A group of kids from troubled homes graduates today from a program that heals unseen wounds and builds self-esteem.
By BABITA PERSAUD, Times Staff Writer
© St. Petersburg Times, published June 8, 2002
THONOTOSASSA -- Kasey Ackerman, 12, was abandoned by his parents when he was 4. He has bounced in and out of foster homes, arriving at his current location with several broken toys and his clothes in a plastic garbage bag.
Then he met Pete, a chocolate-colored horse with a dark brown mane and deep brown eyes. Pete was hard to walk, hard to mount and aggressive at mealtimes.
He also was the best teacher Kasey ever had.
There are horses you can ride. And there are horses you can use to jump a few of life's hurdles. Children do both at the Traverse ranch in eastern Hillsborough, where horses are helping kids such as Kasey gain more control over their troubled lives.
The ranch's yearlong program, which holds its graduation ceremonies today, was founded by Glenda Henderson, whose father was murdered in 1980.
Her father was a champion horse trainer. After his murder, Henderson didn't ride horses for years. The memories were just too painful.
Instead, Henderson started one of the county's first homicide support groups, which still meets today.
She finally started riding again, and began taking support group members and their families out to her Thonotosassa ranch off Fowler Avenue. Her guests, especially the children, kept telling her how much better they slept after a day on her horses.
Something clicked in her mind.
Nearly nine years later, the nonprofit Traverse program has helped students who were sexually abused and physically battered. Some are the children of mothers who have experienced domestic violence. One former student had a brother who was beaten to death with a baseball bat.
"People think we give a poor little abused kid a pony ride and that makes him feel better. This program is far, far from that," Henderson said. "These are wounds that cannot be seen. But they are deep."
No one gets on a horse at Traverse until two months into the program, which like the school year, begins in September.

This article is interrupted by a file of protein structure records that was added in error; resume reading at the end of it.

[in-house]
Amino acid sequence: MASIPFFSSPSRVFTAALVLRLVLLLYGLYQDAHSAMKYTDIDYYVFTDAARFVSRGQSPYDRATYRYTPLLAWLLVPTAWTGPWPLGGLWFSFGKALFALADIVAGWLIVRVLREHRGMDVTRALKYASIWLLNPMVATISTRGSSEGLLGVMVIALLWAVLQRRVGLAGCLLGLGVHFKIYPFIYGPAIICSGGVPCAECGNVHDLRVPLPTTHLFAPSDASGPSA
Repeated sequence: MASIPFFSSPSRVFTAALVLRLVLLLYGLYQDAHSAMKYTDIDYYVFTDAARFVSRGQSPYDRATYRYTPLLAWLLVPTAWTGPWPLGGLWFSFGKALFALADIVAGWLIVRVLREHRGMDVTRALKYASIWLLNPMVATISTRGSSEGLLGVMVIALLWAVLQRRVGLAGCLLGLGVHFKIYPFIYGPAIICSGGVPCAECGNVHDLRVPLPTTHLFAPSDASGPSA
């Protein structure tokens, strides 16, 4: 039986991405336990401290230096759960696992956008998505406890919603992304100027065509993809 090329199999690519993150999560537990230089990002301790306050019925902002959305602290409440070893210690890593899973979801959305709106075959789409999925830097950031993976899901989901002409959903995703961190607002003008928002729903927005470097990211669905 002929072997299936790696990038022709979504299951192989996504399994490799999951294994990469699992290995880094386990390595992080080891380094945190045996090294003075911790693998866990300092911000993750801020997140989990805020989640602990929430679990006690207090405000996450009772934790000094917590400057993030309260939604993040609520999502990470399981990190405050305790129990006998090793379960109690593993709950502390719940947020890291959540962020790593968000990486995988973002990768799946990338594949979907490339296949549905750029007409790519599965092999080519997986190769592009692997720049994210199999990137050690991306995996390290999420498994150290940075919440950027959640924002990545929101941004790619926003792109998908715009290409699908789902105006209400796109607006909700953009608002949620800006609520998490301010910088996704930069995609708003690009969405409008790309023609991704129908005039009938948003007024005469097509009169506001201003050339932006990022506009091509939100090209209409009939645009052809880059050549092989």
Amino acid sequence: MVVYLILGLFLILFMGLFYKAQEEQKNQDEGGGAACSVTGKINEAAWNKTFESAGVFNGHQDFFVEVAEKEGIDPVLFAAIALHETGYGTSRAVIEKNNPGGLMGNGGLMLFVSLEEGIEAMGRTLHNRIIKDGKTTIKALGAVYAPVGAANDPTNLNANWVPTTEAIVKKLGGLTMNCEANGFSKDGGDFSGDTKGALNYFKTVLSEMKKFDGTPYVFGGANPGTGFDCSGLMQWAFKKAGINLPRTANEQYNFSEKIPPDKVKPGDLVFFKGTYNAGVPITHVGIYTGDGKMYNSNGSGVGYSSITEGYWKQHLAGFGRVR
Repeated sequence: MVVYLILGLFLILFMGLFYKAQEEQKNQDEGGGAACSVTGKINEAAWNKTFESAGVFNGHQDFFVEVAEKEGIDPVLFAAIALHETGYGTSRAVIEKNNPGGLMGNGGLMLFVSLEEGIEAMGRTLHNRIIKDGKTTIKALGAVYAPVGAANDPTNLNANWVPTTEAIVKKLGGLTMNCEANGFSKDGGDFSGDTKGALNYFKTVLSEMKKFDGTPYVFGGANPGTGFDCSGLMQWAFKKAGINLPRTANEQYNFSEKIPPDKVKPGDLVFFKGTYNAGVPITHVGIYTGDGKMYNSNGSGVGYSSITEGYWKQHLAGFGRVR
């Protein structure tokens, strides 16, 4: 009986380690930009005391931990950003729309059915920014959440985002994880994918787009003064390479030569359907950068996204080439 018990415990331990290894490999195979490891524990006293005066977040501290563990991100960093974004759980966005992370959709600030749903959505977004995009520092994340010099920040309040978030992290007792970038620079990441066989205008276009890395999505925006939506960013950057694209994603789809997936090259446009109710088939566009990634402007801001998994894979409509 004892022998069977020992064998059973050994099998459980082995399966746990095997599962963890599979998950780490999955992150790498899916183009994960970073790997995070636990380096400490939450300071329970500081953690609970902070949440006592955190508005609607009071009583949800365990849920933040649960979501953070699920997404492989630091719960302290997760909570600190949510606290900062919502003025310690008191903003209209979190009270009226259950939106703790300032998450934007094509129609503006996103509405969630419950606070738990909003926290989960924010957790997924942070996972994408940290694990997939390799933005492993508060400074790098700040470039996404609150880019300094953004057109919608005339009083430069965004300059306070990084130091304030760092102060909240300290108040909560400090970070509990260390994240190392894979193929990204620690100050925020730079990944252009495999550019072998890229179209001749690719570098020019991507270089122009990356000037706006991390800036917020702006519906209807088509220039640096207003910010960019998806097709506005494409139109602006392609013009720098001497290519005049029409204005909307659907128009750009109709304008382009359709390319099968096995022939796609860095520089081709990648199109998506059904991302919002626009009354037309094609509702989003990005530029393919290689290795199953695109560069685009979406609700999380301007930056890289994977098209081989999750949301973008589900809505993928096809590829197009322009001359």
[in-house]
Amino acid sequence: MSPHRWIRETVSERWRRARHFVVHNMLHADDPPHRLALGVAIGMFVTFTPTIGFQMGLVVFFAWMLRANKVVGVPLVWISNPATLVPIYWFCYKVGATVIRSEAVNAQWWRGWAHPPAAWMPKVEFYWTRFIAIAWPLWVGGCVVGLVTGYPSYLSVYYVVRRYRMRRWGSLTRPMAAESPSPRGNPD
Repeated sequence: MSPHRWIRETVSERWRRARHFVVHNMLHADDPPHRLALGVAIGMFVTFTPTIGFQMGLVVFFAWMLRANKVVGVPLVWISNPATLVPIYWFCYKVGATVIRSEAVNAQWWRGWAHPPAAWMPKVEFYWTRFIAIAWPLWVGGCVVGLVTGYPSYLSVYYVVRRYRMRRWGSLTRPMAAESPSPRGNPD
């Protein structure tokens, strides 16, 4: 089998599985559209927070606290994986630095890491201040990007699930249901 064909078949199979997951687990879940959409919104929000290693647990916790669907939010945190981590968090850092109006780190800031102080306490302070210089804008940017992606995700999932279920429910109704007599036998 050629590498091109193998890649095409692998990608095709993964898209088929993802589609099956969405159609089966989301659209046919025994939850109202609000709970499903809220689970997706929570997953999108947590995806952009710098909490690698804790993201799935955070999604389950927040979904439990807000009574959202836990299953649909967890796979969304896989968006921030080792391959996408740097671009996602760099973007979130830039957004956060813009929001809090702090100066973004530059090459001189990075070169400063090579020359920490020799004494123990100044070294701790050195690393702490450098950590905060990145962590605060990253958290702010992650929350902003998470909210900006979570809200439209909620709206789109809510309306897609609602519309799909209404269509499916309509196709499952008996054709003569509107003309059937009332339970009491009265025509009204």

The class is small. This year, only five attended. Most are referrals from county programs. Most are asked to pay only a fraction of the $2,880 tuition.
They meet every Monday and Wednesday, from 4:30 to 6:30 p.m.
Parents and guardians also are involved, meeting on Mondays in the trailer near the wooden stables in their own support group.
Fourteen volunteers work with the kids. After each session with their horses, clinical director Joe Callan leads a discussion under a spreading elm tree. How was school? How are you doing?
Callan, a longtime therapist, is used to conducting interviews in an office setting. But since co-founding Traverse with Henderson, he has decided that being out in the open, under the sky and trees, is the only way to go.
The children, he says, eventually open up.
"I see it the first day they feed the horse on their own and the first day they mount the horse on their own," Callan said. "All the firsts are just awesome."
Henderson's job is to pair each child with the right horse. It is a kind of art.
"If you take a sexually abused child and you give him the meanest horse, he has to learn to say 'No' to that horse, firmly. He has to learn to take charge," Henderson said.
She decided to pair Kasey with Pete because few things with the horse are easy.
It is hard to get his lead on and off. He is hard to walk out of the stable and hard to mount, as he cleverly tries to side-step.
But Kasey couldn't blow up, his initial reaction to almost everything.
He couldn't fume and say, "Never mind."
"You've got to be gentle with him," Kasey said while stroking the horse. "If not, he's not going to trust you."
Little by little, trust was built for both horse and boy. During a drill last week, Kasey was able to maneuver Pete around the barrel in the arena, and Pete hates to go anywhere near that barrel.
Today, Kasey will ride Pete during the graduation ceremony with the other students, calling out some of the commands when the horses line up nose to nose.
His present guardians, who will be there sitting under the shade of a tent, already have noticed a change.
"He doesn't come home griping that Pete didn't do this, Pete didn't do that," said Sheryl Vannetta. "He comes home talking about accomplishments."